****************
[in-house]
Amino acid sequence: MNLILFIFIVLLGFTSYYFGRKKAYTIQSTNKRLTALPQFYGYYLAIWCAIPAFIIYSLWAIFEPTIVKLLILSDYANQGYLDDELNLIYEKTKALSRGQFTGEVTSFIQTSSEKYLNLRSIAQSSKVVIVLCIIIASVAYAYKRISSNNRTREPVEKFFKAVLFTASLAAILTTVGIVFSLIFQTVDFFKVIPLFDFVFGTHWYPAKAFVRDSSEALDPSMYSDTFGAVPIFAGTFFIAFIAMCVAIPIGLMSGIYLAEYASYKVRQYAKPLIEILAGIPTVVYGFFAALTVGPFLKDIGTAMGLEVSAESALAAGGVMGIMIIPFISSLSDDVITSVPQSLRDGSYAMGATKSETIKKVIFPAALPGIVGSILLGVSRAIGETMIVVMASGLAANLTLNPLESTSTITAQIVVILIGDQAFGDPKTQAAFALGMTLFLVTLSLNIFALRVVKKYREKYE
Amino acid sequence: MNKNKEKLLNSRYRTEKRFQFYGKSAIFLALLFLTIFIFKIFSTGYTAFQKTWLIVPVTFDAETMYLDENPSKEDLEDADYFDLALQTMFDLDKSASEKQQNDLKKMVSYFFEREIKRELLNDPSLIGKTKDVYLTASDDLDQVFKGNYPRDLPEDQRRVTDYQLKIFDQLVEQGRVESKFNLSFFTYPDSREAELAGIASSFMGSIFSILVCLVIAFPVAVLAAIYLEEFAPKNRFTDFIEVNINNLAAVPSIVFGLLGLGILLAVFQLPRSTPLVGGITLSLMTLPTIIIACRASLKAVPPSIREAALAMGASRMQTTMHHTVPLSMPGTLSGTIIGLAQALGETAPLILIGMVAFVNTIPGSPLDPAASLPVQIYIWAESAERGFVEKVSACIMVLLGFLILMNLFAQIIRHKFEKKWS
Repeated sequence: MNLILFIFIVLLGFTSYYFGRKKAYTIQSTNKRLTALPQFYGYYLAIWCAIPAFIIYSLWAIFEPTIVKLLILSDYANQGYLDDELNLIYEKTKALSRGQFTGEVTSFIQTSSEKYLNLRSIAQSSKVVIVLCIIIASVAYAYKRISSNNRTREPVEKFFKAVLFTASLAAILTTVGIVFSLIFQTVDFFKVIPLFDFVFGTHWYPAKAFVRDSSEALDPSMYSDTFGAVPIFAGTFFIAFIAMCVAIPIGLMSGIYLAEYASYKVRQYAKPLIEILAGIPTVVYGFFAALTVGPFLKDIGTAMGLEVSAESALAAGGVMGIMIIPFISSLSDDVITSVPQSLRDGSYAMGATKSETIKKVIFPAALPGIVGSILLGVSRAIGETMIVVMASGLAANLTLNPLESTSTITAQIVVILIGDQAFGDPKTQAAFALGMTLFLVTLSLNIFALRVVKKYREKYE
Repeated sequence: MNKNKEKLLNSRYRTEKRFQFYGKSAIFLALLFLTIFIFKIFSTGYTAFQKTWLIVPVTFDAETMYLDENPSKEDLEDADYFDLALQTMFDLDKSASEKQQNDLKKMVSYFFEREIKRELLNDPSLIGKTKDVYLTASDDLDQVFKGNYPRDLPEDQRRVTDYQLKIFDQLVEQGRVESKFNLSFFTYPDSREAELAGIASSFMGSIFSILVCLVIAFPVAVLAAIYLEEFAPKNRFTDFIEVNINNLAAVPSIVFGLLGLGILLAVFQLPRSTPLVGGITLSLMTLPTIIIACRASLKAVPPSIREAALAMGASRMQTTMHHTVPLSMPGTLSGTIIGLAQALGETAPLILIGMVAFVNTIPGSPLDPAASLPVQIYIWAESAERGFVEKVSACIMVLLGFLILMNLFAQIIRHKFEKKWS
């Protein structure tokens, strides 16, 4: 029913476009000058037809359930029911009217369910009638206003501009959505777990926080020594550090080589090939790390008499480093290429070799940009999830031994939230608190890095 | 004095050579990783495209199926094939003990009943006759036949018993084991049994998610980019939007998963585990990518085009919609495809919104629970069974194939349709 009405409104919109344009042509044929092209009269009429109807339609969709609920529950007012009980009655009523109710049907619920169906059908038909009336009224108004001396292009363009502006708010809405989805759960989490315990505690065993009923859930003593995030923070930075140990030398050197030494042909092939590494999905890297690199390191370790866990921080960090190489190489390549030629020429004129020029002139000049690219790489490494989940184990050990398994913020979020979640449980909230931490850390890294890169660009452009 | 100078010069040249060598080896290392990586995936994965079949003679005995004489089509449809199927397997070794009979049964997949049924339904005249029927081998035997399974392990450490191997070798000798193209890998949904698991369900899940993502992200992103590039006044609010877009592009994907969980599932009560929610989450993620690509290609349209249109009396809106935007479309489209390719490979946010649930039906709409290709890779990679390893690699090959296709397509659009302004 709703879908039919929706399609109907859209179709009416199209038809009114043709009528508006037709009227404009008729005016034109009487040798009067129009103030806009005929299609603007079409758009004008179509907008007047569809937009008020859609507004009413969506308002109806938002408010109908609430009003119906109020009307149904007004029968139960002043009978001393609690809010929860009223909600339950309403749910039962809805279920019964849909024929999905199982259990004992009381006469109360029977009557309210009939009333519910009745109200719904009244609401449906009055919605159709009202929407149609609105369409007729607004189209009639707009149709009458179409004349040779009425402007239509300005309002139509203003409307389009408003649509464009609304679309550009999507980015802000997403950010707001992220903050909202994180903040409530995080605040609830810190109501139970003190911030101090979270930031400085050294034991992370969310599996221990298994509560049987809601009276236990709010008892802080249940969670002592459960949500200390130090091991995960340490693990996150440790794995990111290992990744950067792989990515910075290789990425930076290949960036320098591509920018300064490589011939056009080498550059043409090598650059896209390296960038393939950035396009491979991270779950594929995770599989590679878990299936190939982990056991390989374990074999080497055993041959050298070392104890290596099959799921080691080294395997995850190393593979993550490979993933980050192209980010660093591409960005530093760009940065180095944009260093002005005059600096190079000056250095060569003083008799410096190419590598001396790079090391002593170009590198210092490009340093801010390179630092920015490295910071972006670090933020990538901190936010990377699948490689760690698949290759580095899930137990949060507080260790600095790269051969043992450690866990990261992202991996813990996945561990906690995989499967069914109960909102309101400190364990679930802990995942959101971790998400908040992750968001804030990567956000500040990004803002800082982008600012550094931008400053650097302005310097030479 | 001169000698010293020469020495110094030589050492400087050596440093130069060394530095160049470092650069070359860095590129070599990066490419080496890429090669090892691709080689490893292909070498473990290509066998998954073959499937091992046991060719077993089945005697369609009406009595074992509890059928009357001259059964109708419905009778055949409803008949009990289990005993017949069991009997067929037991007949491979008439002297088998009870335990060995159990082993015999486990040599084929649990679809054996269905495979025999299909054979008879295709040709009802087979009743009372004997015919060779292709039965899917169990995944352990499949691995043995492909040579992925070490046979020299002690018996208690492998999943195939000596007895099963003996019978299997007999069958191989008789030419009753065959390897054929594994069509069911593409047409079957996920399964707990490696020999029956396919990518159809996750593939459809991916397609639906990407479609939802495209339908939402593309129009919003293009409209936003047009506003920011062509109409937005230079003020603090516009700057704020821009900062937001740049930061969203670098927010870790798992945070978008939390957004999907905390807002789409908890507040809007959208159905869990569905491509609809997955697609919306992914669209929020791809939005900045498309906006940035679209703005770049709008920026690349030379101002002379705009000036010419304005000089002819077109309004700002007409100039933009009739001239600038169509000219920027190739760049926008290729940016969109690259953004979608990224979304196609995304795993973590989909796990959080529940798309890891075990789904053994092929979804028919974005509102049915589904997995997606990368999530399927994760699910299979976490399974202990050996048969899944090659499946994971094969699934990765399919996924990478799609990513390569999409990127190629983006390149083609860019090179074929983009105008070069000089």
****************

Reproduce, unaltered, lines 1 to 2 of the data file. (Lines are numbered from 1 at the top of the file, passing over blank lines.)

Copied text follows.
[in-house]
Amino acid sequence: MNLILFIFIVLLGFTSYYFGRKKAYTIQSTNKRLTALPQFYGYYLAIWCAIPAFIIYSLWAIFEPTIVKLLILSDYANQGYLDDELNLIYEKTKALSRGQFTGEVTSFIQTSSEKYLNLRSIAQSSKVVIVLCIIIASVAYAYKRISSNNRTREPVEKFFKAVLFTASLAAILTTVGIVFSLIFQTVDFFKVIPLFDFVFGTHWYPAKAFVRDSSEALDPSMYSDTFGAVPIFAGTFFIAFIAMCVAIPIGLMSGIYLAEYASYKVRQYAKPLIEILAGIPTVVYGFFAALTVGPFLKDIGTAMGLEVSAESALAAGGVMGIMIIPFISSLSDDVITSVPQSLRDGSYAMGATKSETIKKVIFPAALPGIVGSILLGVSRAIGETMIVVMASGLAANLTLNPLESTSTITAQIVVILIGDQAFGDPKTQAAFALGMTLFLVTLSLNIFALRVVKKYREKYE